Fabric Glossary


Habotai Fabric:

A woven material with a subtle sheen which is  often called “China Silk.”   This smooth textured fabric was once  only made of silk .  Today Habotai fabric is available in polyester, making it more affordable.  The polyester version comes in numerous colors. It is soft and very lightweight and is popular for linings.  It drapes beautifully and is also suitable for lightweight blouses.  Use a straight stitch plate, a size 9 or 11 needle and a quality all purpose thread when sewing this fabric.        

Habutae Fabric:

Another spelling for Habotai fabric, this plain weave cloth has a subtle sheen.  Habutae is now available in 100% polyester, making it practical and affordable. It was once made exclusively of silk.   This lightweight, nearly sheer material is popular for linings and lingerie and is also called China Silk, but it is not the true China Silk.  It can be used for the lightest weight blouses.  It drapes with ease and is soft to the touch.   Use a fine sewing machine needle and the straight stitch plate when sewing this delicate material.


The softness and feel of a fabric.   The hand can be crisp or soft or somewhere in between.  There is no standard of measurement for the “hand” of a fabric; it is a subjective feeling, rather than a measurement. 

Hat Netting:

One of several types of mesh or netting used for hats.  Russian netting, standard netting, and tulle are popular millinery nettings. Russian netting, which is sometimes called French netting, comes in many colors and is also available with dots. Hat netting adds style and glamour to headwear. It can be added to any ready-made hat and looks great on both pillbox styles and wide-brimmed styles.   It can be used to make veils as well. Some brides choose a veiled hat rather than the traditional bridal veil.

Headliner Fabric:

Foam-backed fabric used to make headlining (ceiling lining) in vehicles.  Headliner fabric is available in several neutral colors and in various fibers. The foam-backing adds some soundproofing, but it is lightweight and thin, usually about ⅛” thick.   It can be stretched smoothly on a vehicle ceiling. It stays securely in place when properly installed. Do-it-yourselfers can install headliner fabric successfully. See also “car headliner material.”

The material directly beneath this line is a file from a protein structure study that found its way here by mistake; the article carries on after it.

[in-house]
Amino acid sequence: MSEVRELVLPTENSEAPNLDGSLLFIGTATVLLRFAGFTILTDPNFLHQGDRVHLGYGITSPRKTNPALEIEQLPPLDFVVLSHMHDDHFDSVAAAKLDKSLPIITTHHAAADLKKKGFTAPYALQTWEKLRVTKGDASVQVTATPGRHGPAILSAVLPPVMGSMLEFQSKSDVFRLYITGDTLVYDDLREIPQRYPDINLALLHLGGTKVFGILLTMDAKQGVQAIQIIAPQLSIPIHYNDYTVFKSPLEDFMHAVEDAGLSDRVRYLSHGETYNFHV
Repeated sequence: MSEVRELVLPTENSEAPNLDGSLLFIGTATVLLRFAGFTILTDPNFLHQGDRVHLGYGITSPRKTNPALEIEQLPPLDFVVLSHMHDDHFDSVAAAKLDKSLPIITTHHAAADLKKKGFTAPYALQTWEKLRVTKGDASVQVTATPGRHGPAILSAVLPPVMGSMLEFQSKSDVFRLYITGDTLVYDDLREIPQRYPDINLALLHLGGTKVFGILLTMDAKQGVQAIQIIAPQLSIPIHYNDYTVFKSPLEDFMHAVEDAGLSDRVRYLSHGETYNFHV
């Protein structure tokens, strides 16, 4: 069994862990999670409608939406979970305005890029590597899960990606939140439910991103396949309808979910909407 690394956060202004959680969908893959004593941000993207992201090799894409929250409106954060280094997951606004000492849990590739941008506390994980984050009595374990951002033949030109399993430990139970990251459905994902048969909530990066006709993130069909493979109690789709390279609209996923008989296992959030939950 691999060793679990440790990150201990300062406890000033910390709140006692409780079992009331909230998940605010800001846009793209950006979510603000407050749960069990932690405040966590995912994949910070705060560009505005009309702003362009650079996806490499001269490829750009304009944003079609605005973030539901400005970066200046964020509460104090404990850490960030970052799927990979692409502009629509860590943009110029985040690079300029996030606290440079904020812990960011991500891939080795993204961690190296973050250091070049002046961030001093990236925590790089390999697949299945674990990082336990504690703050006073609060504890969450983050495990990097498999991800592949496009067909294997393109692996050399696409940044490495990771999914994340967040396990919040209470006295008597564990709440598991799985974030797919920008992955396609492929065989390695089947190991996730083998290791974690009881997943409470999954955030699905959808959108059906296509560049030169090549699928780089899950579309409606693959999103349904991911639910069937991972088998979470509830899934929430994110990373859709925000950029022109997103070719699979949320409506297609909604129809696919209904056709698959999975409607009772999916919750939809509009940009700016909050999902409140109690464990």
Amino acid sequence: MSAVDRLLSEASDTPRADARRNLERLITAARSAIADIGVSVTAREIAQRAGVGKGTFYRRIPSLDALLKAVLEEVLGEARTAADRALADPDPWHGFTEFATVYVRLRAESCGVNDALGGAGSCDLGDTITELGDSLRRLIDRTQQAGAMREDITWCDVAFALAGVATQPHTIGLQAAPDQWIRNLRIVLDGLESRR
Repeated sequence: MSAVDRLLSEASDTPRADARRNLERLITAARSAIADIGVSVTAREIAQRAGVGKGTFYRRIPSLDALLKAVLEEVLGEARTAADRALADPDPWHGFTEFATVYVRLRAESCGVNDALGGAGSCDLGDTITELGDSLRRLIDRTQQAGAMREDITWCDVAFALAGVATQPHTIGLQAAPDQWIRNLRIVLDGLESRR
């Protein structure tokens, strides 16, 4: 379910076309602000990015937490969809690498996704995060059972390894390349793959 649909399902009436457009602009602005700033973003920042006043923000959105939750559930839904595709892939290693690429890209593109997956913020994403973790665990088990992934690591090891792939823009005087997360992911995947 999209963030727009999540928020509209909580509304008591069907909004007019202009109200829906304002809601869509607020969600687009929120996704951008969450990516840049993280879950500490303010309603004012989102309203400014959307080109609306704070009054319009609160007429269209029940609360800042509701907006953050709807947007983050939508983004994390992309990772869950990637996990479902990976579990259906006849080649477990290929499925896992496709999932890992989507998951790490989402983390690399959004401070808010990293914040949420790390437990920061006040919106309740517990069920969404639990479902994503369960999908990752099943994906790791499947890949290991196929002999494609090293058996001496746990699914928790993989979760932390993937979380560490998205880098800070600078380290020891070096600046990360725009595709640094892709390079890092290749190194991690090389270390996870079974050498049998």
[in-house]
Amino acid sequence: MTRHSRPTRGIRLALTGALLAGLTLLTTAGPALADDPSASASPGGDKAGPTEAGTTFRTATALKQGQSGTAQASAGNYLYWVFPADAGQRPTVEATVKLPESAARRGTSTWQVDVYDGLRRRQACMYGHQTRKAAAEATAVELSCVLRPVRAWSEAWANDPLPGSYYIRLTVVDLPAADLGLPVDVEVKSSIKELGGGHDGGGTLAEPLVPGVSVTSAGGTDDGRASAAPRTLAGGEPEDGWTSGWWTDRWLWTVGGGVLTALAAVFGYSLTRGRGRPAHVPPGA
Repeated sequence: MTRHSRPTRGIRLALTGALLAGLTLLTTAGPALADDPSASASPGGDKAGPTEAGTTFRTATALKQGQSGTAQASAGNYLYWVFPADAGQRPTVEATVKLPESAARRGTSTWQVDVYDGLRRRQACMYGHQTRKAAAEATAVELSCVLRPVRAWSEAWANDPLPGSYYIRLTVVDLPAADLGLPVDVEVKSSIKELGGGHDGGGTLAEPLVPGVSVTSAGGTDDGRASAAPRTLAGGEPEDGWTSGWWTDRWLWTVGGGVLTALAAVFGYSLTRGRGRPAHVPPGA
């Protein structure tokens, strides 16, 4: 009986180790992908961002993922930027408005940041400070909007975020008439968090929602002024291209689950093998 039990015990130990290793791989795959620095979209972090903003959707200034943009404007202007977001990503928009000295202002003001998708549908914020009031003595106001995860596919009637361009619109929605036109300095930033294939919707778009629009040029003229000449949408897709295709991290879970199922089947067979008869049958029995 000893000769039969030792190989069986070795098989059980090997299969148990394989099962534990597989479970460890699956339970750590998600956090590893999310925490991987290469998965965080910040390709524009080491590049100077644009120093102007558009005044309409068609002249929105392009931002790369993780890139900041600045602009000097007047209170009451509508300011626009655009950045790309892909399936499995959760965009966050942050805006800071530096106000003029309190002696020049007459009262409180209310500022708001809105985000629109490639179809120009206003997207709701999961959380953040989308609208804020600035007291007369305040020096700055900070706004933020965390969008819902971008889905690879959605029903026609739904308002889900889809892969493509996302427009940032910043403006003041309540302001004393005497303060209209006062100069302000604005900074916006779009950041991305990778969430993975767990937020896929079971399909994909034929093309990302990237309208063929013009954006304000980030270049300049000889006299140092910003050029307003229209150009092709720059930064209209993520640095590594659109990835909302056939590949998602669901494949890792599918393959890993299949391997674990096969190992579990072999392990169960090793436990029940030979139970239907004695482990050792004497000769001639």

Yarn spun with pre-dyed fibers of different colors.  When blended these colors produce a specific look.  White and black blended together will make a grey yarn with a heathered look.  Fabric made with heathered yarns is also described as heather.


A natural environmentally friendly fiber which comes from the cannabis sativa L. plant.  Hemp is woven into a linen-like fabric which can be used for garments.  With use this linen-like material gets softer and more attractive.  Hemp fabric is far stronger and stretch resistant than cotton.  It retains its shape for many years and it is naturally resistant to mold and ultraviolet light.  Hemp is easy to sew and to care for.  It is available in several colors.


A woven twill fabric with a zig-zag design.  Herringbone is generally made of wool or wool blends.  It is used for jackets, coats, and suits.

High Density Foam:

Upholstery foam which is especially made to provide excellent seating support; it has more polymers per square inch than low density foam.   Support means that the foam does not sag when sat upon and that it returns to its original height once weight is removed.  High density foam is also called firm foam; however, most of this type of foam is actually soft to the touch, while providing optimal support.  This product is available in several lengths, thicknesses, and widths.  It is ideal for seat and back cushions.


A coarse woven fabric which gives the appearance of being hand-woven.  Homespun is suitable for some historical costumes and re-enactors outfits.

Hound's-Tooth Check:

A twill weave variation.  A checkered effect is created by using two or more colors of yarn.  Hound’s-tooth check is generally made of wool or wool blends. It is suitable for coats, jackets, and suits.

Huck Toweling Fabric:

A cotton fabric with a distinctive weave on the front and a smoother surface on the wrong side. Huck toweling is highly absorbent and is used for kitchen towels.  Its unique surface is perfect for machine and hand embroidery.  Cross stitch designs work well on it.  This toweling fabric is sold in a 15” wide, the ideal width for a dish towel.  A yard of huck fabric makes a large kitchen towel or two smaller ones. Simply hem the raw edges to transform the fabric into a towel.